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11 Ways to Make Healthy Happen in the Workplace

Tips to keep your workers from getting sick

You already know that healthy employees are good for business, so here are 11 strategies that companies use to keep their workers healthy and productive.

1. Keep germs at bay.

Photos: Thinkstock.com

“We have extensive signage throughout our facilities reminding everyone to wash their hands thoroughly and have antibacterial gel dispensers conveniently located throughout our buildings,” says Gail Lerch, executive VP of human resources and organizational effectiveness at Hawaii Pacific Health.

Whole Foods Market provides antibacterial wipes at the main entrance for customers and antibacterial gel at the registers for cashiers, notes Dabney Gough, Kailua marketing manager.

Stephanie Genz, dean of nursing at Chaminade University, keeps anti-microbial wipes in common areas to wipe down surfaces and objects such as the coffee pot in the break room. She also encourages her faculty to wear masks when they have a cough.

2. Offer flu shots.

Ask your health insurance provider to schedule vaccination sessions. Make them free to encourage participation, and educate employees about the benefits.

3. Grant sick leave.

Ask workers to stay home and rest when they are coughing or sneezing or have a fever. “Dedicated” employees who come to work sick ultimately hurt productivity because they spread germs to others, says Kat O’Malley, manager of health and wellness for Hawaii Pacific Health.

4. Respond to worker safety concerns.

Focus on the prosperity of everyone, including employees and customers, to significantly reduce the number of work-related injuries, absenteeism and stress-induced illness, says Dr. Steven Hankins, University of Hawaii assistant professor of family medicine and community health.

5. Encourage healthy eating.

Provide healthy food and beverages in vending machines and cafeterias. Select healthy menus for company functions and meetings, says Valerie Au, a certified worksite wellness program manager with UHA health insurance company.

6. Foster physical fitness.

Conduct walking or standing meetings, schedule brief exercise breaks and encourage use of stairs. Hold fitness classes, provide an employee gym, offer fitness center discounts or arrange free introductory sessions with local fitness businesses.

“Physical activity can boost the immune system in a number of ways,” explains Rebecca Wilson, graduate research assistant with the UH John A. Burns School of Medicine’s Partnership for Improving Lifestyle Intervention. “… Additionally, it is a great way to slow down the release of stress-related hormones, which otherwise increase the chance of becoming ill.”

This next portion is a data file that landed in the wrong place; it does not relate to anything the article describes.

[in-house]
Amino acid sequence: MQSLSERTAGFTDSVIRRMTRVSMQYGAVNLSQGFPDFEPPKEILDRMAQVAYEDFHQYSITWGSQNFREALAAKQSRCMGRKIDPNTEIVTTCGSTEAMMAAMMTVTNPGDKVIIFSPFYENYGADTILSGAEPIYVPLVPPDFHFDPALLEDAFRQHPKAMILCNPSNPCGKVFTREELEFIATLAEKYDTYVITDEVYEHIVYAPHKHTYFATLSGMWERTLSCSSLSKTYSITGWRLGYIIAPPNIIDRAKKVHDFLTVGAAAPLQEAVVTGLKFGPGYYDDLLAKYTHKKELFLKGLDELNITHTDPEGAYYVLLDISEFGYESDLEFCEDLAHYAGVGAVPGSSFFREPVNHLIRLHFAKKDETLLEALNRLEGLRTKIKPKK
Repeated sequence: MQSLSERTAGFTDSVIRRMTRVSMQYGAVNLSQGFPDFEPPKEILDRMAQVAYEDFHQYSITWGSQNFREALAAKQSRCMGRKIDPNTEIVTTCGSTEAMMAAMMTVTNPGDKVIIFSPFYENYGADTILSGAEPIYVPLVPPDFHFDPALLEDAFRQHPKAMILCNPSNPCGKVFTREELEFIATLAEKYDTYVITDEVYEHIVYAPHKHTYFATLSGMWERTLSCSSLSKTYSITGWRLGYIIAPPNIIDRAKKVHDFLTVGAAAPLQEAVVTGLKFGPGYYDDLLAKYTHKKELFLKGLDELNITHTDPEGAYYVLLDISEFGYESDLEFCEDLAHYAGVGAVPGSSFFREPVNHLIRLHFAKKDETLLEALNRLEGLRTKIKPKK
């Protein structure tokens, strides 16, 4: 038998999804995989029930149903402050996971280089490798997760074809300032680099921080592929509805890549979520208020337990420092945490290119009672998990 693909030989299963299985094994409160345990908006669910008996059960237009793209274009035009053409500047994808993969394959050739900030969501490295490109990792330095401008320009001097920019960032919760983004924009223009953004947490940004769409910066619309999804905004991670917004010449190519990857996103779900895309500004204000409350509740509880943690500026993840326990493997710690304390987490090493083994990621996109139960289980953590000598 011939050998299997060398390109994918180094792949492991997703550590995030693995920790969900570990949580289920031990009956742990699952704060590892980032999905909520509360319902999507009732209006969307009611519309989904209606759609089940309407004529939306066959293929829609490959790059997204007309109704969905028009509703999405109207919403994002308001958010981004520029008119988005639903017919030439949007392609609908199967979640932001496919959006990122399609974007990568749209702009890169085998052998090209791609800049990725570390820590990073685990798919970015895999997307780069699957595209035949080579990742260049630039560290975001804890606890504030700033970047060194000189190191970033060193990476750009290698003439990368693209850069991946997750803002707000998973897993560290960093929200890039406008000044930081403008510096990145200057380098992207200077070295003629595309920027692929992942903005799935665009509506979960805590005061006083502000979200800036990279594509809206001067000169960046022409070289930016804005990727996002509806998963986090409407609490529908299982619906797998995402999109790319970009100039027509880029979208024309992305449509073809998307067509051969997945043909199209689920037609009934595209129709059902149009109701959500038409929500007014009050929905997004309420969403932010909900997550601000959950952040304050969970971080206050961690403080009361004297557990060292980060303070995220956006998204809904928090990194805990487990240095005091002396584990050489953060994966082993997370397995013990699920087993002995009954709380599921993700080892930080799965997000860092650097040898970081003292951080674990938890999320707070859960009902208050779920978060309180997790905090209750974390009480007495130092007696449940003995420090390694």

7. Sponsor health-promotion activities.

“The key health habits are exercise and good nutrition. Help your employees by bringing in professionals to teach and demonstrate these key topics,” says Au. Schedule events, such as blood pressure, cholesterol and diabetes screenings, during the workday. Many companies offer employees weight-loss and smoking-cessation programs.

8. Get a group.

Support collective efforts, such as walking groups. “Experience shows that as much as 60 percent of overall success in adopting healthy lifestyle habits happens in a social context,” says Au. “Encourage your employees to get involved in group activities and to share their success stories.”

Healthy competition spurs employee participation in Whole Foods’ Green Trek Challenge, a four-month program encouraging healthy eating, exercise, alternative transportation and community service, Gough says. The Maui and Kailua stores finished second and third in the winning region this past year.

9. Change corporate culture.

Outdated but still-pervasive measures of productivity born of Industrial Revolution-era assembly lines contribute to work-related injuries and illness, says Hankins. “Organizations that employ servant-leadership models, in which the executive and administrative segments work diligently to meet the real needs of their employees, who in turn work to meet the needs of the consumer, are much more likely to be healthy work environments.”

10. Support breastfeeding.

Photos: Thinkstock.com

Hawaii Department of Health nutritionist Carolyn Donohoe Mather says it eases physical and emotional stress for lactating mothers on staff and contributes to the health of a new generation of employees. Some companies set aside a private space for breastfeeding and expressing breast milk.

11. Practice what you preach.

Genz urges leaders to set a good example: Stay hydrated (water is best). Eat a well-balanced diet. Be active. Get plenty of sleep (a good night’s sleep improves immunity). Wash your hands often (lather and rub all surfaces for the amount of time it takes to sing “Happy Birthday” twice) and stay home when you’re sick.

O’Malley adds: Avoid touching your eyes, mouth and nose and cover your nose and mouth with a tissue when you cough or sneeze.

“Creating a healthier community starts first by each of us making small behavioral changes toward a healthier lifestyle,” says Au.

More Information

Here are shortcut links to further resources on creating a healthy workplace:

Centers for Disease Control Healthy Worksite Initiative
tinyurl.com/7ufvmb6

Federal guide on physical activity in the workplace
tinyurl.com/bx44wua

California Department of Public Health Fit Business Kit:
tinyurl.com/ajez83j

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